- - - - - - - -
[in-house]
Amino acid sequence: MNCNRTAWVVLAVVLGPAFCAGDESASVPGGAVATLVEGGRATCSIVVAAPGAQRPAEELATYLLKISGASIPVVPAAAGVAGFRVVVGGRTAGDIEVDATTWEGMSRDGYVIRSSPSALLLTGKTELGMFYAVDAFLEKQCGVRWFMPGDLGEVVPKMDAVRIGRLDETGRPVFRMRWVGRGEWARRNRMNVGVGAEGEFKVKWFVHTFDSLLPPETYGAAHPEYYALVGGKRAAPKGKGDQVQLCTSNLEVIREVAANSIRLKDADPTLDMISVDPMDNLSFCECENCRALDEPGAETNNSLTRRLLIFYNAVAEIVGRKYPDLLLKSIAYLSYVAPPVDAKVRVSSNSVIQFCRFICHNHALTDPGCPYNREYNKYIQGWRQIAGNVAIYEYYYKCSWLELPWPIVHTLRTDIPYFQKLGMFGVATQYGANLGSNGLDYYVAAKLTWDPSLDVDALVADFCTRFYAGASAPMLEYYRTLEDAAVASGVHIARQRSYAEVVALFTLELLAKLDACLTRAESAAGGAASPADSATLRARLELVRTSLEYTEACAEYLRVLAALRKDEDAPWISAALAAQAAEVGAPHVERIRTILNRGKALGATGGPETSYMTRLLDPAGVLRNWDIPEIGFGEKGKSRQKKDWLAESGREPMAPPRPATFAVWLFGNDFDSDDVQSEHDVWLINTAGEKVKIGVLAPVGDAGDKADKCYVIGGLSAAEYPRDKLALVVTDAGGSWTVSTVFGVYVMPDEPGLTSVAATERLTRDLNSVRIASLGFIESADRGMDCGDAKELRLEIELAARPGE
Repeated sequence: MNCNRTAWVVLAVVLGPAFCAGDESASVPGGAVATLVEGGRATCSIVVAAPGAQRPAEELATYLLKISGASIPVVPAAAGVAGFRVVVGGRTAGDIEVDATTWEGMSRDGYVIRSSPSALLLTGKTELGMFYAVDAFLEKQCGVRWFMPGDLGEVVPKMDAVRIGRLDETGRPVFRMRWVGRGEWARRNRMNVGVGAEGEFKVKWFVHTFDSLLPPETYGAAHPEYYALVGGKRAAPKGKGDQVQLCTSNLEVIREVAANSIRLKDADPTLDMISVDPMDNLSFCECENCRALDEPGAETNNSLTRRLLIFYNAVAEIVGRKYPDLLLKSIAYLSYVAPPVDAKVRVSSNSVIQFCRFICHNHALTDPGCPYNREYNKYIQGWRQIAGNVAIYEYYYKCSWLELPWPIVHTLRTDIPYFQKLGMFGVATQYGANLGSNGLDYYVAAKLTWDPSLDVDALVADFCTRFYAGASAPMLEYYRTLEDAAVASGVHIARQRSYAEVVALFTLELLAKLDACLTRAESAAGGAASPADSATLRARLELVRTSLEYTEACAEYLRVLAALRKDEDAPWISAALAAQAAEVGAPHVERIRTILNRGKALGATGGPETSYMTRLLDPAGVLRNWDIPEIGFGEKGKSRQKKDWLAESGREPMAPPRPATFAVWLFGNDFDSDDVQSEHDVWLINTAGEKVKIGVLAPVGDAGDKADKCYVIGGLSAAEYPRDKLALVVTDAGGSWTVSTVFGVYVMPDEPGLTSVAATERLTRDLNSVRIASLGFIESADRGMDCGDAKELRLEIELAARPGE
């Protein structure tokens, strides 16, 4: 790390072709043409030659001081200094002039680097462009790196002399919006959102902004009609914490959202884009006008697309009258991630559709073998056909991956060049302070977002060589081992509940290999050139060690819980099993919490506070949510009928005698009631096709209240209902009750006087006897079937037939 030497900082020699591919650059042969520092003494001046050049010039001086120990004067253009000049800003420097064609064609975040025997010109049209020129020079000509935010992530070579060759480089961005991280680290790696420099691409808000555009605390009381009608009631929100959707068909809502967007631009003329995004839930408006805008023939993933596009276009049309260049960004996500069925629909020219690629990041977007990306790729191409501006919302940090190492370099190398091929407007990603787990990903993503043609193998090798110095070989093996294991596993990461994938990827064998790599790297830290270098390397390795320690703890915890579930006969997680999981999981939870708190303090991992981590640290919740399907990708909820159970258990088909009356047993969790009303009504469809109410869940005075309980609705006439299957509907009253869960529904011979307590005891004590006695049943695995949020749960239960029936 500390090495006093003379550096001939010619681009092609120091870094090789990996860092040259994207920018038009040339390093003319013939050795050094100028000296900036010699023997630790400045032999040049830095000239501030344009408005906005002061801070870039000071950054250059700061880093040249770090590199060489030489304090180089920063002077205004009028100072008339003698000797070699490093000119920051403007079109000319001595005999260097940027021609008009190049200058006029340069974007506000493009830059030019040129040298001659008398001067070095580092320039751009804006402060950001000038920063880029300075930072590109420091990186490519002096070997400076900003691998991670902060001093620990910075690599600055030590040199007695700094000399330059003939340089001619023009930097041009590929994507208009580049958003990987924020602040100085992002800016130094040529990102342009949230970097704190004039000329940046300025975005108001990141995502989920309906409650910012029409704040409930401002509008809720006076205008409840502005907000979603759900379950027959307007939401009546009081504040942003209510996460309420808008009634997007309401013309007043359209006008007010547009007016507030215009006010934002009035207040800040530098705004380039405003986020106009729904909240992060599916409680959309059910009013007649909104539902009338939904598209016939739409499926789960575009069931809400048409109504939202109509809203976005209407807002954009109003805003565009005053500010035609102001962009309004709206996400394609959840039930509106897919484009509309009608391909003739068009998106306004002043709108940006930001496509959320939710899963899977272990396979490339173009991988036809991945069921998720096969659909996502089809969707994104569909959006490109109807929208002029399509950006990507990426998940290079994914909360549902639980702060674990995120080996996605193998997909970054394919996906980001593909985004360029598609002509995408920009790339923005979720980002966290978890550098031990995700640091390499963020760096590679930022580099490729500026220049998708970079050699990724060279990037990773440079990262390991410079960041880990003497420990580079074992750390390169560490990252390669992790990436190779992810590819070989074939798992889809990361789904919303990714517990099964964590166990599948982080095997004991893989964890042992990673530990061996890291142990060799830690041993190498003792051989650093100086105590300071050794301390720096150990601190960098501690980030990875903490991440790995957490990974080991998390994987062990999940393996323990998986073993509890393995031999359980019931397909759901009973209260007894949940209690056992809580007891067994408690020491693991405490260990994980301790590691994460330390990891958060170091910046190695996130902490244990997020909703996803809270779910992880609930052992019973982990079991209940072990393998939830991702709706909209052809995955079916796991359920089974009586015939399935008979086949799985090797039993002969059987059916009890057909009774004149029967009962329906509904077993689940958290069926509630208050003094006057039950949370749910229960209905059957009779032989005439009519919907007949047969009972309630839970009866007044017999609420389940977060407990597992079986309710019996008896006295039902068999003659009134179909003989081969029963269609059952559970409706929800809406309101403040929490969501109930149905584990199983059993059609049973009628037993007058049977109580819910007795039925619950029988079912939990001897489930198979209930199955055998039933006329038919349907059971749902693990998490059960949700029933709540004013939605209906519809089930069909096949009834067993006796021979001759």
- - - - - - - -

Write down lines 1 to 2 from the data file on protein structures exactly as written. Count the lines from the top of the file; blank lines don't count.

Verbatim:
[in-house]
Amino acid sequence: MNCNRTAWVVLAVVLGPAFCAGDESASVPGGAVATLVEGGRATCSIVVAAPGAQRPAEELATYLLKISGASIPVVPAAAGVAGFRVVVGGRTAGDIEVDATTWEGMSRDGYVIRSSPSALLLTGKTELGMFYAVDAFLEKQCGVRWFMPGDLGEVVPKMDAVRIGRLDETGRPVFRMRWVGRGEWARRNRMNVGVGAEGEFKVKWFVHTFDSLLPPETYGAAHPEYYALVGGKRAAPKGKGDQVQLCTSNLEVIREVAANSIRLKDADPTLDMISVDPMDNLSFCECENCRALDEPGAETNNSLTRRLLIFYNAVAEIVGRKYPDLLLKSIAYLSYVAPPVDAKVRVSSNSVIQFCRFICHNHALTDPGCPYNREYNKYIQGWRQIAGNVAIYEYYYKCSWLELPWPIVHTLRTDIPYFQKLGMFGVATQYGANLGSNGLDYYVAAKLTWDPSLDVDALVADFCTRFYAGASAPMLEYYRTLEDAAVASGVHIARQRSYAEVVALFTLELLAKLDACLTRAESAAGGAASPADSATLRARLELVRTSLEYTEACAEYLRVLAALRKDEDAPWISAALAAQAAEVGAPHVERIRTILNRGKALGATGGPETSYMTRLLDPAGVLRNWDIPEIGFGEKGKSRQKKDWLAESGREPMAPPRPATFAVWLFGNDFDSDDVQSEHDVWLINTAGEKVKIGVLAPVGDAGDKADKCYVIGGLSAAEYPRDKLALVVTDAGGSWTVSTVFGVYVMPDEPGLTSVAATERLTRDLNSVRIASLGFIESADRGMDCGDAKELRLEIELAARPGE